If the Pope would make the suggested changes in my hardware for me, and also pay for two new NVMe SSDs, that is what more I would need.


@macntosh & @wstrohm --

I can relate to both sides. I simply don't understand the technology enough to go with the workaround or not. The way Dortania describes the problem, they make it sound like it is a major problem. On one hand, the fact that the Samsungs aren't performing properly with the TRIM function is concerning. I don't know if it will eventually lead to data loss, or unneeded wear on the drive, etc. I just don't understand the technology that well.

But on the other hand, if the workaround is effective the I certainly don't mind a few more minutes at boot time. I rarely reboot my system anyway. The longest process during boot is loading the 6900XT drivers anyway. So when I reboot, I usually walk away and come back. Added on top of that, the friction of opening up my rig wasn't something I was looking forward to either.

In the end, I bit the bullet. I think I want to update to Windows 11 anyway, so that will entail removing the MacOS NVMe anyway, so in I went.

After this, I'm looking forward to be updating my BIOS so I can play with this "RBAR" feature. I've had problems in the past with updating the BIOS, so it will probably take an afternoon to get this done.

All this constant tweaking -- that's what we're here for, isn't it? Otherwise, we'd just buy a Apple branded Mac!
 
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I have not looked into getting the 970 plus replaced yet. The 980 pro was returned, as I purchased it only as an immediate replacement for my 970 plus and I was within the return policy. I would imagine that it would just get replaced under warranty though.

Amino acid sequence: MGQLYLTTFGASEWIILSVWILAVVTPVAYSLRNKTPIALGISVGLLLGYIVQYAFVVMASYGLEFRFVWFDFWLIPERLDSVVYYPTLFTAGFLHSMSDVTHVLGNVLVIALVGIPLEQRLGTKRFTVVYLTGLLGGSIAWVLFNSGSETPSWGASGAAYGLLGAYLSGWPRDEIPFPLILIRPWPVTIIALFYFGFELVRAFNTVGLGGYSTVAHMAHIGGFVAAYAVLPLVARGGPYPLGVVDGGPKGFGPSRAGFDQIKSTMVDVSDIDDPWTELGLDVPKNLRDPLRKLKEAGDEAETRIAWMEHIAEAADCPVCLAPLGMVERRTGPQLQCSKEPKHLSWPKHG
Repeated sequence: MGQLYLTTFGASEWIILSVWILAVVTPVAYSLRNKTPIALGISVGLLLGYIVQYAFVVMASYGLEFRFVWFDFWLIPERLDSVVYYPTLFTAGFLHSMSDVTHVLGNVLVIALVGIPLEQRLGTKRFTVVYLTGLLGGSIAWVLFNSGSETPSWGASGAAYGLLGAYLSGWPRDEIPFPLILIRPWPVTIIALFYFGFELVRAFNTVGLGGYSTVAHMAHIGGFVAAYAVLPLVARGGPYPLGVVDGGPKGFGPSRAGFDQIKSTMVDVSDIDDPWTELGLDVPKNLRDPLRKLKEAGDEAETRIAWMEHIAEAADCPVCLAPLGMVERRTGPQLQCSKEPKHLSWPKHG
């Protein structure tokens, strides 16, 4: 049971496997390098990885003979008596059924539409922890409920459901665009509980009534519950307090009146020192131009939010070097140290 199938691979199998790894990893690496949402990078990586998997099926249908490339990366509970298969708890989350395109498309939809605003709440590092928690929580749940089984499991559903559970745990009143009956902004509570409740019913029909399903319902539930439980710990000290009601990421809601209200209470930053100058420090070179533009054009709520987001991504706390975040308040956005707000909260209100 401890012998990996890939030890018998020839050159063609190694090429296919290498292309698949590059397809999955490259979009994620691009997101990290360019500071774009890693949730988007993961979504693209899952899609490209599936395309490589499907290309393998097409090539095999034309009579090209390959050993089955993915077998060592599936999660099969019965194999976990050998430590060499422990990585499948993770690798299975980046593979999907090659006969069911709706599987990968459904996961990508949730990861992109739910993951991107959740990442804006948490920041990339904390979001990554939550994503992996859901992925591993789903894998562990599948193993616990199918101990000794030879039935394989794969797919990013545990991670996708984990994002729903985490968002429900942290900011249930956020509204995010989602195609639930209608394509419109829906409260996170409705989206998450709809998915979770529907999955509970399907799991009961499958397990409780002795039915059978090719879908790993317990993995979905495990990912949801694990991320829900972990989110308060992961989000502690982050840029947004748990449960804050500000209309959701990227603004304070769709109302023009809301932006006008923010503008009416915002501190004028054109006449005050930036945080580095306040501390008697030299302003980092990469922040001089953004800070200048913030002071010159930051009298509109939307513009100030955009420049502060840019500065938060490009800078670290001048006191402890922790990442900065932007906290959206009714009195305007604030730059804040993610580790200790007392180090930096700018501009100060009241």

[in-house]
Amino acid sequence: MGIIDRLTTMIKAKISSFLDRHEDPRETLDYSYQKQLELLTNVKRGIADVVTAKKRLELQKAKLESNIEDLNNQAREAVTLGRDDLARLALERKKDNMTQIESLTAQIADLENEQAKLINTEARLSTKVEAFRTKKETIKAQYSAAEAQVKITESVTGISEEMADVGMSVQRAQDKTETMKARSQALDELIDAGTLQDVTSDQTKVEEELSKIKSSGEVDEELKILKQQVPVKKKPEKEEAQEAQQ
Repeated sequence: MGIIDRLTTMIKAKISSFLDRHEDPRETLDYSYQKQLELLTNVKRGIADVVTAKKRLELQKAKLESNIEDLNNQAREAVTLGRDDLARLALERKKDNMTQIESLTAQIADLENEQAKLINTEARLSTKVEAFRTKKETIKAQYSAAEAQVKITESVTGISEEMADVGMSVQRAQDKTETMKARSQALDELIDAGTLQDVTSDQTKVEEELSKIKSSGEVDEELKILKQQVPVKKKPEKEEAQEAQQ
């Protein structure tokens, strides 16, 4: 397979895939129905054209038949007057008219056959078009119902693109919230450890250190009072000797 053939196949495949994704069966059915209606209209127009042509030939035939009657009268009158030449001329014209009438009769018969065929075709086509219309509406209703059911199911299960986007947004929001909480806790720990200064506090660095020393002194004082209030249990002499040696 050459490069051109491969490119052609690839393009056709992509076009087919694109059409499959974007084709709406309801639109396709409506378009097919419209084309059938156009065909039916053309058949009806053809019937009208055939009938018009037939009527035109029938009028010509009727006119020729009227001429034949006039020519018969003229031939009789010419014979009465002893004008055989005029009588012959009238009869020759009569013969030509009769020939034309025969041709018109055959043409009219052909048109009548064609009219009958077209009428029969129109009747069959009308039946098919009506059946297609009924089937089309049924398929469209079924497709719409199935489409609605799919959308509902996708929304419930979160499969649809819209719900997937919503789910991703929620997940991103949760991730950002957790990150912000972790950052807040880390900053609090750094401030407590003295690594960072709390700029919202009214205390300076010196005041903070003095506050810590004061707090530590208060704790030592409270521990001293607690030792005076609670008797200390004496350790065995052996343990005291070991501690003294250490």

I also need to look into getting a new time machine drive, though I'm sure Sandisk will replace the drive as well. I'm still running off of my backup and I have no other backups at the moment.

Not sure what I'll do. All of my NVME drives are Samsungs, so I might have to look into getting something else for the time being..
A wise move. If you look at the Buyer's Guide, you'll notice that the Solid State Drives section has been updated with only those known to be working without issue. That's probably a good place to start.
 
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Can I ask a complete noob question. How do I know/test/check if my drive is affected by any potential incompatibility or problem? I have a PCIe 3.0 M.2 ADATA XPG Spectrix S40G NVMe SSD 4TB with a Realtek RTS5762 controller.

I believe that the drive is problematic, but how do I test this? On macOS Monterey trim takes about 30 seconds (remember this is a 4TB drive).
 
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Can I ask a complete noob question. How do I know/test/check if my drive is affected by any potential incompatibility or problem? I have a PCIe 3.0 M.2 ADATA XPG Spectrix S40G NVMe SSD 4TB with a Realtek RTS5762 controller.

I believe that the drive is problematic, but how do I test this? On macOS Monterey trim takes about 30 seconds (remember this is a 4TB drive).
@root2


In the OpenCore config.plist, under Kernel > Quirks > SetApfsTrimTimeout you can experiment with the different values. The Dortania guide gives an idea of what to expect if the TRIM is not functioning properly. When you set it to maximum timeout, the boot process will take extra long.

Keep in mind that people have reported that, with fresh installs, the boot process is fast, but with drives that have TRIM problems, eventually the boot process slows down.

Let us know! And better yet, add your data to the thread! I don't think there are many reports of ADATA drives.
 
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My problem is, this is not my boot drive, just my home folder.
 
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My problem is, this is not my boot drive, just my home folder.

The TRIM problem only affects the boot process.
 
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Yeah, if this is the case, I wonder what else my cause the spontaneous lacks that sometimes last up to 30 seconds.